J.T. Corenflos kept playing his guitars in Nashville recording sessions into late September of last year.
He put health problems aside, determined to continue adding his catchy lead guitar licks that made recording artists' songs special. Sadly, the lung disease the Terre Haute native had coped with for years soon claimed his life on Oct. 24 in Nashville, Tenn. He was 56 years old.
"He had just recorded with Charley Pride and a lot of others," said Annabeth Robinson, Corenflos' longtime girlfriend, said of his sessions through August and September 2020. Pride, a country music legend himself, also passed away shortly after those recording sessions, in December.
Corenflos' final year of musicianship left an impression.
The Academy of Country Music has awarded Corenflos the Guitar Player of the Year for 2020. The ACM Honors Awards were released this month, but will be formally presented on Aug. 25 in the historic Ryman Auditorium in Nashville. Those special awards include categories not included in the televised ACM Awards show in April, including those for the industry's outstanding studio musicians. The ACM board of directors selects the winners of the Honors Awards.
"We're just completely thrilled that he's being recognized this way for his body of work," Robinson said by phone Tuesday from Nashville.
Corenflos won the Guitar Player of the Year in a field that included four other nominees — Derek Wells, Ilya Toshinskiy, Jedd Hughes and Kris Donegan.
It's the second ACM Guitar Player of the Year award for Corenflos, who also won it for his work in 2012. He also was nominated for the award 12 other times — 2015, 2014 and every year from 2002 to 2011. Past winners of the top guitarist award include icons such as Brent Mason, Chet Atkins, James Burton and Roy Clark.
In his acceptance speech after winning his first ACM nine years ago, Corenflos recalled his first Nashville performance with Grand Ole Opry great Jean Shepard in 1982 and being "scared to death." Corenflos was 18 years old at the time and had just moved from his hometown of Terre Haute to Music City. "And tonight I win my first ACM, and I'm scared to death," Corenflos quipped at the awards program in 2013.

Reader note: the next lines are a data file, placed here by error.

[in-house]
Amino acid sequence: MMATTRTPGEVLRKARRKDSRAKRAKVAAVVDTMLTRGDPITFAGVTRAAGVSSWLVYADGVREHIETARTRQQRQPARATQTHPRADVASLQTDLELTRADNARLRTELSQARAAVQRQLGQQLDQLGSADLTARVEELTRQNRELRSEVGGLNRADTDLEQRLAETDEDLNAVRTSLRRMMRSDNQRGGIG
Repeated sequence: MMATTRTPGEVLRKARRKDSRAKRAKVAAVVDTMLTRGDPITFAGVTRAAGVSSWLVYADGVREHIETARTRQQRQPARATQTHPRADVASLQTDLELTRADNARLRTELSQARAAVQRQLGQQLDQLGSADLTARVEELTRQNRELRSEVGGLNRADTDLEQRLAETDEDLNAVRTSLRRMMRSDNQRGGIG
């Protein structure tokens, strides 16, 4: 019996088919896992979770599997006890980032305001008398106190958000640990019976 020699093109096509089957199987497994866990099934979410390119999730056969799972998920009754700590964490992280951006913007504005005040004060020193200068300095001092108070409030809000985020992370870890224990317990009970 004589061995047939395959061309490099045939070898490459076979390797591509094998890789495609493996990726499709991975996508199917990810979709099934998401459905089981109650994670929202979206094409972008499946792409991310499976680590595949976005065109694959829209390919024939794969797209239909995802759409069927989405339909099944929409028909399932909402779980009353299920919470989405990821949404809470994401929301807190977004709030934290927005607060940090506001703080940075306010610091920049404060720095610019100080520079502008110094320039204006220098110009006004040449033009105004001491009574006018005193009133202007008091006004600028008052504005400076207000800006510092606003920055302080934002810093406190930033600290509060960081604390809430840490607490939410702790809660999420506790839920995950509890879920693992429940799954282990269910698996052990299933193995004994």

Through a 38-year career in Nashville, Corenflos became one of the recording industry's most sought-after session guitarists. He performed on nearly 75 singles that reached No. 1 on the Billboard Country Music charts. His contributions graced hit songs and albums by country singers such as Tim McGraw, Kenny Chesney, Alan Jackson, Luke Bryan, Martina McBride, George Strait, Carrie Underwood, George Jones, Toby Keith, Rascal Flatts and others. Rockers including Bob Seger, the Doobie Brothers and Sheryl Crow also benefited from Corenflos' studio virtuosity.
Two of his final public performances came at the Terre Haute Symphony Orchestra's 2019 Christmas concert in Tilson Auditorium, and then at Corenflos’ induction into the Wabash Valley Musicians Hall of Fame on March 8, 2020, at the Zorah Shrine.
Once the COVID-19 pandemic hit, Robinson said she and Corenflos spent most of those months secluded in their beach-side Florida home.
"We would just sit on the back deck overlooking the ocean, and we wrote three songs," she recalled. Later, Corenflos recorded the songs in his home studio, backed by his son, Jacob, and fellow session musicians and singers. Robinson hopes to get those recordings released to the public.
His 2020 sessions were limited, but when he did play, Corenflos' ailments didn't affect his guitar abilities.
"He was still at his top skill level, even at the end," Robinson said. "He'd want to take a nap afterward, but he was still getting calls and performing."
Upon Corenflos' passing last fall, Luke Bryan praised the guitarist's many years of creativity, skill and courage.
"He was a soft-spoken genius that let his fingers do the talking," Bryan wrote in an October social media post. "He has played on countless records of mine, and many times turned a good song into something unique and special. And at the end of the day, he made big, old hit records.
"For most of the time I knew J.T., he was battling health problems related to the hand he was dealt," Bryan continued. "Talk about a fighter. Some days, he could barely pick his guitar up. But when he played, he played like it was his last time, and for everyone in the room it was a beautiful thing to watch."
Robinson said she, Jacob, J.T.'s Terre Haute family members and more friends and relatives plan to attend the ACM ceremony on Aug. 25 at the Ryman.
"We're very excited they're going to honor him," she said, "and I know he's looking down from heaven on us, and smiling."
Mark Bennett can be reached at 812-231-4377 or firstname.lastname@example.org.